The front passenger handles the indicators. Naturally, the driver, Klaus-Dieter Mrosewski, could also activate the small white blinkers in the middle of the dashboard himself. However, he already has his hands full handling the clutch and steering. Because the transmission is not synchronized, the 70-year-old has to increase the engine speed when downshifting and double the clutch when shifting up. The 7.5 t vehicle provides no steering assistance and has a purely mechanical steering system. Driving a historical racing van truly is hard, physical work. The blue transporter chugs along sedately thanks to its 90 HP. We travel roughly 500 km from the Mercedes-Benz Classic Center in Stuttgart to Oberhausen for the vehicle’s annual inspection at a special restoration workshop for vans and trucks. Built in 1957, the van is only 15 years younger than its driver – the qualified mechanic and injection pump specialist will also overhaul the vehicle. “Oh my goodness”, says Klaus-Dieter Mrosewski as we crawl up a 14% incline in second gear.
The atmosphere is nostalgic. The diesel engine roars like the engine room of an old steamer. The steering wheel is half a meter in diameter. The two front windows, framed by thick rubber and chrome strips, are reminiscent of portholes below deck. The wood grain on the interior cladding resembles the mahogany used on ships. The chrome star on the hood serves as the figurehead. Seated comfortably on the thickly padded benches we rock our way along the highway. Once upon a time, the blue transporter ferried the Silver Arrows from race to race. To ensure that the racing department’s transporter is not forgotten, Mercedes-Benz Classic faithfully restored a replica one of what were once three O 3500 buses. Over the course of two years, Klaus-Dieter Mrosewski was heavily involved in the conversion of a vehicle previously used as a furniture lorry. He was responsible for the entire electrical system and the injection pump.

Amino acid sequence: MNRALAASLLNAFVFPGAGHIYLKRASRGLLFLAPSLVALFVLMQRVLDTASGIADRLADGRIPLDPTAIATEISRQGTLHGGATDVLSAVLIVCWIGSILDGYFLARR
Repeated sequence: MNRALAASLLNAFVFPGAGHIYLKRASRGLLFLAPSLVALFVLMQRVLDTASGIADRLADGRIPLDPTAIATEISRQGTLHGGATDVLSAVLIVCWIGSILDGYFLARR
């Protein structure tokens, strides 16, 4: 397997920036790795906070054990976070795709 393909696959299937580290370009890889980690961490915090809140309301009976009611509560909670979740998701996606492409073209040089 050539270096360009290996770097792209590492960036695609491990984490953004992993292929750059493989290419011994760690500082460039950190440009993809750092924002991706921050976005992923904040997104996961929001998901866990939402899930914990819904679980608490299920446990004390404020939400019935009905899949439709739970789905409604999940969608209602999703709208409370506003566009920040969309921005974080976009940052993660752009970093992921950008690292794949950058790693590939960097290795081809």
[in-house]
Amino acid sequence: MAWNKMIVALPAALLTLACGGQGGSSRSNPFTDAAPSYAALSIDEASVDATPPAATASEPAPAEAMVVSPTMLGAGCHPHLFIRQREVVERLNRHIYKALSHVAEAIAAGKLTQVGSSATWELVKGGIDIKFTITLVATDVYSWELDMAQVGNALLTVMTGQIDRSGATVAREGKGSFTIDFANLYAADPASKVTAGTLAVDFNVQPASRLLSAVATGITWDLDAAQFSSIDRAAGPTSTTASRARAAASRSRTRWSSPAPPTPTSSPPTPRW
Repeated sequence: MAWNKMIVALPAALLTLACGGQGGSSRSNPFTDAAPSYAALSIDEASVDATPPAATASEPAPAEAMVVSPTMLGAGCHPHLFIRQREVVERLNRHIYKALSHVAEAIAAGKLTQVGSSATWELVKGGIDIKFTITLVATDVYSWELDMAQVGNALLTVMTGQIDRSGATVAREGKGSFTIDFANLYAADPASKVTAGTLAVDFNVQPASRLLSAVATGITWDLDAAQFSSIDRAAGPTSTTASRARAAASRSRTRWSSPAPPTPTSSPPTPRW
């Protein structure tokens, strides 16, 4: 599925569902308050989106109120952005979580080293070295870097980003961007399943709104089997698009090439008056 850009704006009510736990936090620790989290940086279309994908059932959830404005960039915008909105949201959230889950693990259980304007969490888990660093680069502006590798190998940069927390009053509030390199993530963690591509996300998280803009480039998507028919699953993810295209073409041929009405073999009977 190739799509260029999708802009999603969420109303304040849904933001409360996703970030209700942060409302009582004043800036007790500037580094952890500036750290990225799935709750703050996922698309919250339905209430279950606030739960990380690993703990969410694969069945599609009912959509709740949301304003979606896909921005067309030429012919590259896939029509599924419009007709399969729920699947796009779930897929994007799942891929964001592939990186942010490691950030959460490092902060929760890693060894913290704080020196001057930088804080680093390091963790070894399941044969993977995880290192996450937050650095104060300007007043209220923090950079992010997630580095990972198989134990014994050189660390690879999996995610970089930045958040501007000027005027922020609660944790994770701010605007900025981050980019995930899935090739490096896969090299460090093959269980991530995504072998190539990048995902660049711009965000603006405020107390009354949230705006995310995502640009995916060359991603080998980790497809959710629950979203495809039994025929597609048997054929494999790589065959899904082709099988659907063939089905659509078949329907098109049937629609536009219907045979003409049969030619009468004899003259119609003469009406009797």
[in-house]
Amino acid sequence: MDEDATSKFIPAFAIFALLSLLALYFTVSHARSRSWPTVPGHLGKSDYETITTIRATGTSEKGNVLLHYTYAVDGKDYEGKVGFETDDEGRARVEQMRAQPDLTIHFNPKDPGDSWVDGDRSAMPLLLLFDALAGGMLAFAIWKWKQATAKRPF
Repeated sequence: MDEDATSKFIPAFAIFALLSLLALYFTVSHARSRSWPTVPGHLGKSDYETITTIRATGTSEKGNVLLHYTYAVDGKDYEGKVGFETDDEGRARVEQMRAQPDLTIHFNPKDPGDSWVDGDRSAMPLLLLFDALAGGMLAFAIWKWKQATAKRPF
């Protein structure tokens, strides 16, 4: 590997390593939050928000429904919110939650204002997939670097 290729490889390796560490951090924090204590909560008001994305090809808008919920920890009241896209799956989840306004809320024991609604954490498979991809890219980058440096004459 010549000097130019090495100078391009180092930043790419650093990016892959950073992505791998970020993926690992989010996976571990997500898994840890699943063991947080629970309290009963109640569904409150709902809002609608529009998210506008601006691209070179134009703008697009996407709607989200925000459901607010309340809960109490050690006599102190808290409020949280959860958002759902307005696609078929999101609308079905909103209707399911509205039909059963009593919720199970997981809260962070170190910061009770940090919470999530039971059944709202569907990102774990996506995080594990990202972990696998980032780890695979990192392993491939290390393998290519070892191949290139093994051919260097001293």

The large blue transporter is actually a bus. At the time, the racing department chose the bus chassis because of the more elegant shape of the hood, among other reasons. In addition, the greater interior height also enabled the Silver Arrows to be loaded using the desired double-decker system. Two O 3500 buses were fitted with a loading ramp. The third bus served as a mobile workshop vehicle with a lathe, drilling machine, hydraulic press, compressed air system and special tools. During the journey in the historical racing transporter, we think back on the historical 4th of July 1954: Two sleek, shining silver racing cars crossed the start and finish lines for the last time. A double victory for Juan Manuel Fangio and Karl Kling. The two Silver Arrows demonstrated their considerable superiority and won the fourth Formula One race of the year on the Circuit de Reims-Gueux. Before the two Mercedes-Benz straight eight cylinder W 196 racing cars had even cooled down, the starting numbers 18 and 20 had already been loaded into one of the two large blue race transporters. Then it was time to set off on the journey back to Stuttgart.
But back to the highway in the present day: Klaus-Dieter Mrosewski keeps a close eye on the speedo. Not because he is worried about driving too fast. Because the O 3500 will never do more than 80 km/h in any case. But rather, because there is no fuel gauge, forcing him to estimate the fuel consumption. To be on the safe side, we will refuel every 200 km. Even though the tank has a capacity of 100 liters and the historical transporter consumes roughly 20 to 25 liters of diesel. After roughly 8 hours and 460 km we come to the end of our journey into the past. We have reached the restoration workshop in Oberhausen. After the ceaseless roar of the engine we enjoy the peace and quiet. However, we already miss the nostalgic atmosphere of the bus’ smoothly rocking journey. Klaus-Dieter Mrosewski is physically exhausted.
Because driving a historical racing transporter like this remains a true sporting challenge.